Hubbard Hall tops Cambridge poll
CAMBRIDGE, N.Y. -- The results are in from an informal fall survey seeking input and suggestions about Cambridge’s downtown.
Left at various area businesses in the village and also available online on the municipality’s website, there were 32 completed surveys: 15 from village residents and 17 from visitors.
Acknowledging that sampling as not scientifically significant, Rick Lederer-Barnes, the village trustee responsible for drafting the survey, said the information collected was still worthwhile. "It starts to paint a picture," Lederer-Barnes said at Wednesday’s village meeting. A picture that’s "overall fairly positive."
The downtown visitor survey is available on the village website at www.cambridgeny.gov and may be filled out there.
Lederer-Barnes said in the future the survey could include a "standalone" version for general responses, plus rounds during high activity periods like this March’s Tour of the Battenkill bicycle race.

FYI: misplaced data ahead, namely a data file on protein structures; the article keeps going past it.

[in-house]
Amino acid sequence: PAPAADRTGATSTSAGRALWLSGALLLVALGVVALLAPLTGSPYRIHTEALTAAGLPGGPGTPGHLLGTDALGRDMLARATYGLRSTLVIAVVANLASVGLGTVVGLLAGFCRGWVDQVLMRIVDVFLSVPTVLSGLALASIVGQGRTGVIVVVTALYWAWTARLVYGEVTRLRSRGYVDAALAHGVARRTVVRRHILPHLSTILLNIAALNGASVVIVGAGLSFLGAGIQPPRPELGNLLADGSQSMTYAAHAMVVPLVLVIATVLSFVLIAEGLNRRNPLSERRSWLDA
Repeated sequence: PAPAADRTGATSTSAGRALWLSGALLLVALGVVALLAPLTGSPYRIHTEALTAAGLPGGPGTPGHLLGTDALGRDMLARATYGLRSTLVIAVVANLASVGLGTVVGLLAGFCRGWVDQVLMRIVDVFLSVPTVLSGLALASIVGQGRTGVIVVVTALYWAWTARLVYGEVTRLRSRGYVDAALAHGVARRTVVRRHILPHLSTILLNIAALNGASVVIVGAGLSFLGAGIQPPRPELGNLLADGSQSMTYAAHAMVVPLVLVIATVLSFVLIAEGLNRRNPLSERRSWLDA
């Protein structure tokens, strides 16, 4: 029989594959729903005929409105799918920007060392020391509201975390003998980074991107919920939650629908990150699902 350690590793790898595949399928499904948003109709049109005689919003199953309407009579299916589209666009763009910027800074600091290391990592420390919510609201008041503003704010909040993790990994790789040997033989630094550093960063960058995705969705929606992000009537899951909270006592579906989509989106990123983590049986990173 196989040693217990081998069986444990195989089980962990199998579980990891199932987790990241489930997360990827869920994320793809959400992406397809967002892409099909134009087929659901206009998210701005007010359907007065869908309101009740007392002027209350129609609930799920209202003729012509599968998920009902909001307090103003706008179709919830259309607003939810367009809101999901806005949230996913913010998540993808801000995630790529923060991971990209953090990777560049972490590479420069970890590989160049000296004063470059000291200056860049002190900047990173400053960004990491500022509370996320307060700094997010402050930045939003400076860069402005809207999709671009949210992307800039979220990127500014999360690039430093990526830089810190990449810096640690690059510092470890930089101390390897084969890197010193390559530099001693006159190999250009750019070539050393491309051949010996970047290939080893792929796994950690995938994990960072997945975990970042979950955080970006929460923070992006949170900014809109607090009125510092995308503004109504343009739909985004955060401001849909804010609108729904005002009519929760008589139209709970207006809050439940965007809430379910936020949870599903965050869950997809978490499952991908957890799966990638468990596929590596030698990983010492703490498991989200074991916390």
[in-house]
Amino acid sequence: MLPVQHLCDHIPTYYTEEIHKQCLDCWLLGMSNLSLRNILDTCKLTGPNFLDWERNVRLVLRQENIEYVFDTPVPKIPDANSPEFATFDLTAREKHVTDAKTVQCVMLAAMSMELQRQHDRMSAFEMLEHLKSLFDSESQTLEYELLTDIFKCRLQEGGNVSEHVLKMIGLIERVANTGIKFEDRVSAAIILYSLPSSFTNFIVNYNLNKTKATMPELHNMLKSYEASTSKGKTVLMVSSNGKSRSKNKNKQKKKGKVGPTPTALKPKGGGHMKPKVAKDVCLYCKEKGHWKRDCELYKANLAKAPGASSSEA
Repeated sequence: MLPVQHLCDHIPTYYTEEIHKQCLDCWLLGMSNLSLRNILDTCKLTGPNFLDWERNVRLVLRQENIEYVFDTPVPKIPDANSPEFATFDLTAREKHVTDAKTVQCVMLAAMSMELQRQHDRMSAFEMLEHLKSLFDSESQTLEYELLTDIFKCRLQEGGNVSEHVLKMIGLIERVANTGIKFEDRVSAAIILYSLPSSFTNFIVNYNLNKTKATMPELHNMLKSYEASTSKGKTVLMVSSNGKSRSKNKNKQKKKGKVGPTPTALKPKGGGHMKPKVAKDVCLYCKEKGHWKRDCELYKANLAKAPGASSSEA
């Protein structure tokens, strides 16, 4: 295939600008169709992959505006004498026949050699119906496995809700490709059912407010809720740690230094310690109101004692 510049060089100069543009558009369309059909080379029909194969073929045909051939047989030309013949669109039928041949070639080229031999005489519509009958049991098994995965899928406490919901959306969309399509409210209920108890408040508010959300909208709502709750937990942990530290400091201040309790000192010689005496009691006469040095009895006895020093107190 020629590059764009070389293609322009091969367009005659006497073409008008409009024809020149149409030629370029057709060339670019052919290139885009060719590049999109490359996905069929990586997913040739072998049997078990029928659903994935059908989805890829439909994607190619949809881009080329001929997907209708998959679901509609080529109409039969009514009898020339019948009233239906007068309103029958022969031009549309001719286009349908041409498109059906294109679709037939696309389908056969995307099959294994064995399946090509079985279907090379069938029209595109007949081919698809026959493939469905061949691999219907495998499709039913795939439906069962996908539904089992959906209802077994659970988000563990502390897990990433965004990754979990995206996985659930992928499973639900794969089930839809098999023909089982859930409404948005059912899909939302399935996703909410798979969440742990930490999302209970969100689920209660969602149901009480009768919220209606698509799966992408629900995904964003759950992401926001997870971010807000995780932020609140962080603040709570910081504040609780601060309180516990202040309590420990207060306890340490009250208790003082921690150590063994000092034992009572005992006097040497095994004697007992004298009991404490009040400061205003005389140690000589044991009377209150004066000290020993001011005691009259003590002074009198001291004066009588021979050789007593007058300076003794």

Of those responding to date, approximately half said they were brought to Cambridge as they were passing through and/or shopping. Few visitors staying overnight in the area said they would be staying in Cambridge.
For attractions among those polled, Hubbard Hall topped the list, followed by the local farmer’s market, June’s Cambridge Valley Balloon Festival, October’s Apple Festival, and the bicycle tour, in that order. (In terms of sheer numbers, the tour and balloon festival bring in the biggest weekend crowds, but the recent survey was not available during either event last year.)
Common nearby destinations included Greenwich, Saratoga Springs, Bennington, Vt., and Manchester, Vt. -- in that order.
Lederer-Barnes said common strands appearing in the survey included respondents liking the community’s rural setting and the village’s charm and friendliness. A common refrain on how to improve Cambridge was the need for more and more varied dining establishments.
The survey became first available during last October’s apple festival. Last summer, Lederer-Barnes characterized the survey as an economic development initiative to gauge visitors and residents. "The point is to get the pulse of the people shopping downtown," he said in July. "How often they’re downtown, where else they go. ... Things they shop for," he said then, describing the poll as a "no-cost" way for the village to help the business community.
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